Fuel Free Engine 'EmDrive' Gets Upgrade: Could Transport Humans To Mars In 10 Weeks
(Photo : ESA / Handout)
Called the impossible engine, the 'EmDrive', which has been suggested as the mechanism that could one day transport humans to Mars in a mere 10 weeks, has reportedly got an upgrade. The new version of the engine has been recently patented by its inventor, Roger Shawyer.
The EmDrive creates thrust by making microwaves bounce around in an enclosed chamber with only solar power. As per reports, a superconducting plate has been included in the upgraded machine to make its thrust more powerful. The upgraded EmDrive has one flat superconducting plate and one unique non conducting plate on each side of the thruster respectively.
The superconducting plate will lower the chances of internal Doppler shift, which is basically the change in wavelength or frequency of a wave for an observer in relative motion to its source. As a result, not only does the drive become even more powerful but the manufacturing costs can also be kept low due to the flat shape of the plate.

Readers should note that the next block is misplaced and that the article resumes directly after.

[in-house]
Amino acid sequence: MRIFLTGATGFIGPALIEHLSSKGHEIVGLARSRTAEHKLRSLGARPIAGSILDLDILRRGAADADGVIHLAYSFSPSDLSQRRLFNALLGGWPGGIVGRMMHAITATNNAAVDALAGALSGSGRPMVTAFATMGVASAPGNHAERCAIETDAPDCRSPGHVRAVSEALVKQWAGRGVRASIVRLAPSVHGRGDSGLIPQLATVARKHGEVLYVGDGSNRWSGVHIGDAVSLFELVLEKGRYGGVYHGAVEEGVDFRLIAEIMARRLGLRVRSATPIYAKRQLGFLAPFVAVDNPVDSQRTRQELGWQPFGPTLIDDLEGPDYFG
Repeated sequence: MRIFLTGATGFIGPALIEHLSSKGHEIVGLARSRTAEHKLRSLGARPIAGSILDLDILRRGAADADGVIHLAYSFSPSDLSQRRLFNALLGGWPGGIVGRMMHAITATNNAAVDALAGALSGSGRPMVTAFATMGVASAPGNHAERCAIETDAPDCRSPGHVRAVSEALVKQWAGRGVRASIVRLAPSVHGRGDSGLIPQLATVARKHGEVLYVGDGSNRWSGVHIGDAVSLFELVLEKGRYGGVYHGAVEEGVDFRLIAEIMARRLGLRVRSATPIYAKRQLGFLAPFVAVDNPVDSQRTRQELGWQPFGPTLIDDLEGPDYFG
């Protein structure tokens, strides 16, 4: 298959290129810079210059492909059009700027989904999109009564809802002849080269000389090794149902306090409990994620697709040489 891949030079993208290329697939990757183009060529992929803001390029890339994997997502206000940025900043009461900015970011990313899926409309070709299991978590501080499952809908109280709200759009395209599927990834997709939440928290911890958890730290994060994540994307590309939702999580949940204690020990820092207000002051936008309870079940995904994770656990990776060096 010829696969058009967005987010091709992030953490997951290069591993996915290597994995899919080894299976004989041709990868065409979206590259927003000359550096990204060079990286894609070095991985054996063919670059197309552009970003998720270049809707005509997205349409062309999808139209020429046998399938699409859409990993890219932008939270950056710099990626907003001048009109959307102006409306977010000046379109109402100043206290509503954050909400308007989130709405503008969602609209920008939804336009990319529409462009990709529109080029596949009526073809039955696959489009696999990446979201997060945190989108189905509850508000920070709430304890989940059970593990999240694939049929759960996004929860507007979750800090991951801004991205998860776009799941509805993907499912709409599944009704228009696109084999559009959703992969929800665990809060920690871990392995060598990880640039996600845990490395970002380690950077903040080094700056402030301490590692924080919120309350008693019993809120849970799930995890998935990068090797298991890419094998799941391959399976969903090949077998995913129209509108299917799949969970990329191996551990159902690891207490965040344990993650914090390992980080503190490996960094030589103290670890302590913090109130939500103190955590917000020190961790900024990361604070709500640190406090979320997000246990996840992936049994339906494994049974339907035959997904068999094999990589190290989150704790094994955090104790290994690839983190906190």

It is interesting to note, that in spite of the details revealed about the EmDrive, no one (apart from the researchers that is) actually knows how the machine works. Incidentally, the concept of EmDrive was first put forward by Shawyer in 2000. Since then, at least four independent laboratories, including the one at NASA, have remade the drive. However, the engine has always been considered somewhat of a mystery and puzzled scientists due to its apparent violation of a law - the conservation of momentum, according to which there has to be an equal and opposite reaction for every action. The law implies that the thruster can only accelerate forward if a force of same magnitude is sent to its other direction, the exhaust of the engine.
As per reports, the secrets of the thruster may finally be unveiled this year as NASA has been keenly studying the concept behind the engine, and may publish findings based on its observations by December. "It is my understanding that Eaglework's new paper has been today accepted for publication in a peer-review journal, where it will be published,' claimed a user on the Nasa Spaceflight forum.